Potential Exposure & Consequences of a Federal Investigation
There are a number of federal law enforcement agencies that conduct investigations into potential criminal activity. One of the most well-known is the Federal Bureau of Investigation. The FBI is just one of several entities capable of investigating and prosecuting a crime, though. The other most common ones include the Postal Inspection Service, Secret Service, and IRS.
If an agent from one of these federal investigation entities makes contact with you, it’s generally for one of five potential reasons:
- You are a witness in a criminal proceeding
- You are being considered a person of interest in an open investigation
- You are the subject of an investigation being conducted by a grand jury
- You are a target of a federal investigation
- There is a warrant out for your arrest
As a Witness
When you are called upon to act as a witness in a federal criminal investigation, this doesn’t always mean that you saw a crime being committed or observed any wrongdoing. Criminal trials often have witnesses called for a variety of different reasons. Some witnesses might be important for establishing the timeline of an event, some might be called upon to provide an alibi, and some might be asked to provide expert testimony.
A witness in a criminal trial is believed by the government to have information that can aid in the case against a person. Alternatively, you might be called upon as a witness for the defense to help aid in proving that person’s innocence. Some witnesses might also be aiding cases against businesses and corporations rather than individuals.
Even though witnesses aren’t being investigated by the police, they have the right to remain silent and to speak with an attorney. You are allowed to ask for a criminal lawyer even if you’re not being accused of any criminal activity. The law enforcement officials may act like this is something that indicates your guilt, but that’s a manipulation tactic to make you waive your rights.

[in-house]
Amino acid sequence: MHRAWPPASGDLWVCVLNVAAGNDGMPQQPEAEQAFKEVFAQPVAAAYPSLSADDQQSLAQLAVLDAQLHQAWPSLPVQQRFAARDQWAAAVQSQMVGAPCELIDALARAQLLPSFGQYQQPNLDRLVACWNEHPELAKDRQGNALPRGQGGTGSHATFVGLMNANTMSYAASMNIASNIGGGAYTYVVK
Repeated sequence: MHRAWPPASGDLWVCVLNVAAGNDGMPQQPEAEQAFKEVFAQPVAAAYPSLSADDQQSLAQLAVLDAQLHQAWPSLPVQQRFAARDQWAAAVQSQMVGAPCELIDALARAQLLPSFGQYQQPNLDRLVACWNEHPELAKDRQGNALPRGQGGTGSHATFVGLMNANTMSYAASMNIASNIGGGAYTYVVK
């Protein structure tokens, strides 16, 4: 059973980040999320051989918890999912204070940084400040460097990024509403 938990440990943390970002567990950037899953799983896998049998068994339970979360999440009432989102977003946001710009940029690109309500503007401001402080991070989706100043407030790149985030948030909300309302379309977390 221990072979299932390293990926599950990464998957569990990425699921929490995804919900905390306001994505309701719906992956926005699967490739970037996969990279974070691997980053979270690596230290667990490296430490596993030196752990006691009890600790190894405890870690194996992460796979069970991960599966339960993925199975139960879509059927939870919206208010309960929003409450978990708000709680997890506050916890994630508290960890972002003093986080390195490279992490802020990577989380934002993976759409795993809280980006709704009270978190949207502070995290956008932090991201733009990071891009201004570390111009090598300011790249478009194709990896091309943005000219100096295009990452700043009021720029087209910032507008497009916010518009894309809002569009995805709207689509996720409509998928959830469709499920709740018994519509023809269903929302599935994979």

The United States government does not have the right to force you to speak to them in their office, your office, your home, or any other area. You can always invoke your right to counsel before you talk to them. You are also not obligated to go anywhere with any FBI representatives unless you have been arrested or been issued a federal subpoena to appear before a grand jury or court.
Person of Interest
If you’re a person of interest in a criminal investigation, this means that the government agency investigating believes that you might be the perpetrator or one of the perpetrators. Alternatively, they may believe that if you didn’t commit the crime, you have information about who did. “Person of interest” is not a term with a legal definition, and it can be broadly applied to any individual that an investigator believes is relevant to their case. In many cases, you are a “person of interest” when you’re suspected of committing a crime, but there isn’t enough evidence to charge you.
Should you be contacted and told that you’re a person of interest in any ongoing investigation, you should get in contact with your lawyer immediately. It doesn’t matter whether you have information or have no idea what the agent is talking about. If you cooperate with law enforcement without a lawyer present, they will manipulate you into making statements of guilt. Any statements you make can later be used against you if the government decides to charge you.
There is a difference between being a person of interest in an investigation and being the subject of an investigation. If a federal agent tells you that you are the subject of an investigation, you should call your lawyer right away. Even if the agent says that you’re not in trouble, ask for your lawyer and do not give any information.
The Department of Justice is legally required to warn individuals that they’re the subject of investigations before they can be compelled to testify before a grand jury.
If you’re the target of an investigation, that means that a grand jury or prosecutor has deemed that there is significant evidence linking you to a crime. The subject of an investigation isn’t always a defendant, but the target always is. If you’re an employee or officer of a business or organization being considered a target, you as an individual will not be considered a target unless there is evidence found that you were part of the organization’s potential criminal conduct.
When a warrant is out for your arrest, the federal agent can arrest you because it’s been determined that there is sufficient evidence to charge you with a crime.